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Dissociative Identity Disorder, previously called Multiple Personality Disorder, is the result of chronic and severe childhood trauma. What are the symptoms of DID, how is it diagnosed, and what are the treatment options?

How Is DID Diagnosed?

DID is diagnosed through one or a series of mental health interviews, during which practioners assess whether the client meets the diagnostic criteria for the disorder. The first part of this assessment is likely to involve fact-gathering through questions about the person's childhood, experiences, memories, and symptoms. Mental health professionals will want to make sure that symptoms, even if they closely match those of DID, cannot be attributed to other mental health disorders, including other dissociative disorders, or to the use of medications or substances. 

Dissociative Identity Disorder: Treatment

Psychotherapy is the go-to treatment of choice for people with DID, and this is understood to be a long and multifaceted process that will unfold over the course of many years. While the ultimate goal of psychotherapy for people with Dissociative Identity Disorder may be to integrate the alters, enabling the person to become one again, the treatment itself will be broken down into more manageable parts with more immediate goals. 
 
 
These immediate goals include providing a safe space in which the person feels able to talk about trauma that they had repressed for a long time, and helping them improve their relationships with other people. They will also include developing strategies to cope with dissociation and memory gaps, and ways to cope with anxiety, stress and crises. 
 
Treatment for Dissociative Identity Disorder has to be both very gradual and pressure-free — therapy can, in itself, be traumatic, as previously repressed memories come to the forefront again and experiences are relived. 
 
It's important to note that, though many therapists would see reintegration of the different alters into a whole as the preferred outcome of treatment, people with DID may disagree. Having lived with different identities for a long period of time, some people with DID respect each of them as individuals, and may see treatment that encourages reintegration as harming their alters, or even as trying to kill them. As such, peaceful and functional coexistence of different alters may be a goal instead. Working on gaining more complete memories and awareness for each alter can be productive in therapy in these cases.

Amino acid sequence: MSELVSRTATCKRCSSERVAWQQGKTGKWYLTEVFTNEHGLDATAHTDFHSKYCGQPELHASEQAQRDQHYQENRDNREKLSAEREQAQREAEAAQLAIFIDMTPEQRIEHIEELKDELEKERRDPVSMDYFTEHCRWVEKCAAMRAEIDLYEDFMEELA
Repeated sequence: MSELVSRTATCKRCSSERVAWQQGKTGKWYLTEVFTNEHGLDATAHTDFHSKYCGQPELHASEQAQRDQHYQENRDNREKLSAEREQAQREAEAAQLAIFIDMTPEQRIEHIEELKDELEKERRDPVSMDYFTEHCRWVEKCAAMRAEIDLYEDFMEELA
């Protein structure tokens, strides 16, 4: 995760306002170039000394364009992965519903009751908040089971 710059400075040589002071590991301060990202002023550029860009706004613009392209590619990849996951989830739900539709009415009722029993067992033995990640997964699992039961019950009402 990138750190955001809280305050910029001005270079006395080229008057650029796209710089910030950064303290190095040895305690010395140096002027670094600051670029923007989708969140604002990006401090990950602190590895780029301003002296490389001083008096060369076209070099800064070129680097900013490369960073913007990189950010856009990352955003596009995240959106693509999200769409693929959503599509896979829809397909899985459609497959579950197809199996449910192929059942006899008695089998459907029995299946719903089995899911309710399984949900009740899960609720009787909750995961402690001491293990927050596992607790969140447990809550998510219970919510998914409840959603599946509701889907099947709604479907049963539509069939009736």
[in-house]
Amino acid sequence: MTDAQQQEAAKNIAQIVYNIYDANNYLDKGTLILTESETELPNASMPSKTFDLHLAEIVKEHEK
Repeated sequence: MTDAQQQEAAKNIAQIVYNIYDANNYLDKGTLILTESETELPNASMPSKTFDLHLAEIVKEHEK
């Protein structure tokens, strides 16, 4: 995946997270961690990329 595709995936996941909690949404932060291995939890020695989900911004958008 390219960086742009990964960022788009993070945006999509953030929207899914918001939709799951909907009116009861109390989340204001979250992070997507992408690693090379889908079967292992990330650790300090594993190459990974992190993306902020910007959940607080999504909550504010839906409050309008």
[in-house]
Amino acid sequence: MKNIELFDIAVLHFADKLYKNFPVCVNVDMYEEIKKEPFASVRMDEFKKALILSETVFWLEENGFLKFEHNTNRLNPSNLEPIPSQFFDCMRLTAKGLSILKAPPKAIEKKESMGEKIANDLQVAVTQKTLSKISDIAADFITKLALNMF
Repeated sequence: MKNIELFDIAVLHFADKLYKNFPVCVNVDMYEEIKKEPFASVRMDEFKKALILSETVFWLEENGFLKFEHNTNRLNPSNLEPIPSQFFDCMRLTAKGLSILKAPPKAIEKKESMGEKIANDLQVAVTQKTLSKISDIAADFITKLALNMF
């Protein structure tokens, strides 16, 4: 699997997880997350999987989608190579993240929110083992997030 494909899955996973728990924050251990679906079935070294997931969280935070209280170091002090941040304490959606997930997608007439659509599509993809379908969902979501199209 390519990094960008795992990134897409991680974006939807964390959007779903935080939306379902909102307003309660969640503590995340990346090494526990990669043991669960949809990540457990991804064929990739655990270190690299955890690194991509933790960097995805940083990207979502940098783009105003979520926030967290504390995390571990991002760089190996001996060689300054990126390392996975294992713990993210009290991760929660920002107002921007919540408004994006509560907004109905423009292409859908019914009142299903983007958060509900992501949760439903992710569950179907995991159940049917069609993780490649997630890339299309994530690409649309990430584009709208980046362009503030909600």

Both hypnosis and EDMR, eye movement desensitization and reprocessing, are sometimes used as part of DID treatment as well. In addition, people with DID may benefit from using medications to manage other issues they have, such as depression. 
 
Therapy is going to have the best outcome for people with DID if they work together with professionals who have extensive experience in dealing with Dissociative Identity Disorder, and therapist and client can come to an agreement on a treatment plan and goals by consensus. Therapy is supposed to help improve a person's life, not to retraumatize them or make things harder. Not every therapist is suitable for every person, and it is perfectly normal to want to try out a few different therapists before deciding on a therapist where one can feel safe.

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